Figure 5: Rank the no. of occurrences in descending order
Cumulative percentage will be the sum of the previous cumulative percentage and adjacent percentage. Figure 6 represents the example.
Figure 6: Rank the no. of occurrences in descending order
Now a Pareto chart is drawn as below. Pareto chart can be drawn by using a combination chart. To make a combination column-line chart, select a standard clustered column chart in the first step of the Chart Wizard. Press the Finish button to skip through the rest of the Wizard, to generate the bar chart.
To create a line chart showing the percentage, create another series and set the data values. If you want to combine the bar (Pareto) chart with a series graphed as a line, just graph both series as bars and then right click on the data series that you want as a line and select “Chart Type” and change it to a line.
Figure 7: Pareto Chart
You should not stop here. You have now identified the top 20% of causes that create 80% of problems in your project. In other words, you have indicated that you need to immediately address these top issues and implement the preventive action. When the next monthly review happens, these errors must be eliminated or at least their percentage must be low. This means that you have actually improved by making your team consciously follow and implement the preventive actions discussed during the brainstorm meeting. Hence eventually you will get rid of these errors in your project during the initial phases itself.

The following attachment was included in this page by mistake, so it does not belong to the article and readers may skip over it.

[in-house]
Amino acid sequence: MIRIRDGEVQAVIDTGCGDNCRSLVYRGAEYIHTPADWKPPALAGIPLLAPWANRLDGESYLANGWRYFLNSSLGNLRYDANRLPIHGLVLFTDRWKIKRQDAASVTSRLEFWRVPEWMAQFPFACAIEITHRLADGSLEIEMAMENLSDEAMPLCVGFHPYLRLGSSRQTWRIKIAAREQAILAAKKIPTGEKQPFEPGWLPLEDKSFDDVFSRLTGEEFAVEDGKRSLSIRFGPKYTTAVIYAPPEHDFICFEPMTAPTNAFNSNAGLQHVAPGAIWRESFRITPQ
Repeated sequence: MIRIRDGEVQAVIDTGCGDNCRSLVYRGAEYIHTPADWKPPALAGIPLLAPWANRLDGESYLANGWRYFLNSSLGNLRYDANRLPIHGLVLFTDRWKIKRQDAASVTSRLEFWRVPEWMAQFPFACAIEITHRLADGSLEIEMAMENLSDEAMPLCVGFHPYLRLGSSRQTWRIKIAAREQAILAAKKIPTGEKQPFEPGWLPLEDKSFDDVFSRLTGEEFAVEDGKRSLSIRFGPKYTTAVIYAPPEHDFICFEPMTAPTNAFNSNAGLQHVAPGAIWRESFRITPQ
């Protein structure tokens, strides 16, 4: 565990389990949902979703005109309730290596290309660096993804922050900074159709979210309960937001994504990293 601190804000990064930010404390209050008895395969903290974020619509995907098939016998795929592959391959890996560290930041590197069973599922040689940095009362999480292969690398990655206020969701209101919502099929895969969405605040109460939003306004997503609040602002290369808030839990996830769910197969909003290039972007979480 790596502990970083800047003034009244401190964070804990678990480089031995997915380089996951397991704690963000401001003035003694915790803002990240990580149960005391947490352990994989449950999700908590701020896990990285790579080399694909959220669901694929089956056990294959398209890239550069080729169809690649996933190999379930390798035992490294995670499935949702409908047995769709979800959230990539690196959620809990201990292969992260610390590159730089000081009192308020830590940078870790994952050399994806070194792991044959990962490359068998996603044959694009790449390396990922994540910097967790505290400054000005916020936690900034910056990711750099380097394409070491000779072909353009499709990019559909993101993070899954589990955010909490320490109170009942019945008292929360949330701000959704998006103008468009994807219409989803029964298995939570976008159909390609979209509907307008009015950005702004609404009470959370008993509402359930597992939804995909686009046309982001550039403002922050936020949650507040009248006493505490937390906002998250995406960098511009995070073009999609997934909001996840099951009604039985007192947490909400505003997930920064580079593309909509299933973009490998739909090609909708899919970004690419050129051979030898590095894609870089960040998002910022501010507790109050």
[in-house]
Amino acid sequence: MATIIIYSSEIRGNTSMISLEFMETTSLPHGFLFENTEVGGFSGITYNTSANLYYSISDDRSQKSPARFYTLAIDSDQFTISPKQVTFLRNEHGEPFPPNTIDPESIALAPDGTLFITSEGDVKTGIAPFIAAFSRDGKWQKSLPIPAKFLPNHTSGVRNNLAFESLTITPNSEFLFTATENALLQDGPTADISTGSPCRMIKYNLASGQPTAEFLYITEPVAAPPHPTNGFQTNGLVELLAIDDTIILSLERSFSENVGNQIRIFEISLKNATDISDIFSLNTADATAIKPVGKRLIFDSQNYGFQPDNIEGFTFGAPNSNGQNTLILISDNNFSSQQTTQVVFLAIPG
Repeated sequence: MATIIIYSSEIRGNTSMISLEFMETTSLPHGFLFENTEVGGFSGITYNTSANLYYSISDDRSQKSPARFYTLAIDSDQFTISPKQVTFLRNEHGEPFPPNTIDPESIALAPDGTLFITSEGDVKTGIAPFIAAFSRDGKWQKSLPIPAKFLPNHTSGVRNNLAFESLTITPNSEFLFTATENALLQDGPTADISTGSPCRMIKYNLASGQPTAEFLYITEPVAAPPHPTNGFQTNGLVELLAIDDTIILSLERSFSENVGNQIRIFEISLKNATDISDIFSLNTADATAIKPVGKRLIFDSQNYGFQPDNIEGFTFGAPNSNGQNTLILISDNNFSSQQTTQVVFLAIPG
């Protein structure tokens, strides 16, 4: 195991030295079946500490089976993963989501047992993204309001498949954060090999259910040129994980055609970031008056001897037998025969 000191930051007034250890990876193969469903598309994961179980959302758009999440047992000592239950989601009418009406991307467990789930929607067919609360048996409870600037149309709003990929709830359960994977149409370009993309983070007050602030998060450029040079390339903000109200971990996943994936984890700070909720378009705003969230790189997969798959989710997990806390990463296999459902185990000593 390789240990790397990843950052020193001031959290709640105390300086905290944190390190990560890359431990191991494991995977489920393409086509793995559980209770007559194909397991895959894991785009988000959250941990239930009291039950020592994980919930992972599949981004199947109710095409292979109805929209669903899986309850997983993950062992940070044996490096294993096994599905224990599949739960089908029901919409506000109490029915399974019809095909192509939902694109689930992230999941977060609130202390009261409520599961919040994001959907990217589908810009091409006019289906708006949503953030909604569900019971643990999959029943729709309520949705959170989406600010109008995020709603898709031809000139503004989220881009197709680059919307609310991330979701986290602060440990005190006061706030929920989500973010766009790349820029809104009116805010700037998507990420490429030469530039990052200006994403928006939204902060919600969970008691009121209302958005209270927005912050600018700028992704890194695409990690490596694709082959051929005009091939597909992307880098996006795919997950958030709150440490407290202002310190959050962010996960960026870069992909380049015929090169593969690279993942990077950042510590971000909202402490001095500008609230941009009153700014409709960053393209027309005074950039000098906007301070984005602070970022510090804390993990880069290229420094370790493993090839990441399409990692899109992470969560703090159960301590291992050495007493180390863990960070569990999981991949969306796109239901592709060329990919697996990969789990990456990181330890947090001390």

I have been applying this technique in my projects and it really has helped me in identifying defects early and also eliminating them at earlier stages of the project. I also do encounter new errors cropping up during different monthly meetings. The idea here is to ensure that we do not repeat our mistakes and this means that we are quantitatively improving. This method also is a great team building exercise.
Lakshmi Easuwaran has 8 years of experience in the IT industry and has managed projects in Utilities domain and Product Engineering for global customers like Southern California Edison, Verizon, Henry Ford Health System, Nomura and Hewlett Packard. She has worked exhaustively in technologies like Unix, C, DOTNET, EnterpriseOne (J. D. Edwards), VB, VBA, Oracle, Sybase, SQL Server in domain areas that include Finance, Healthcare, Supply Chain Management, Utilities.
She is a PMP certified professional who is very passionate in following and adhering to standard Quality Assurance processes in the projects that she manages. She has also obtained MCAD certification and possesses excellent knowledge of SDLC and CMM Level 5 process methodologies. In her current assignment, she is following the Agile software development methodology.
Lakshmi has an MBA in Marketing, a Masters’ in Computer Science and Bachelors degree in Physics in which she secured 7th rank at the University level. Her hobbies include dancing, listening to music, blogging, pets.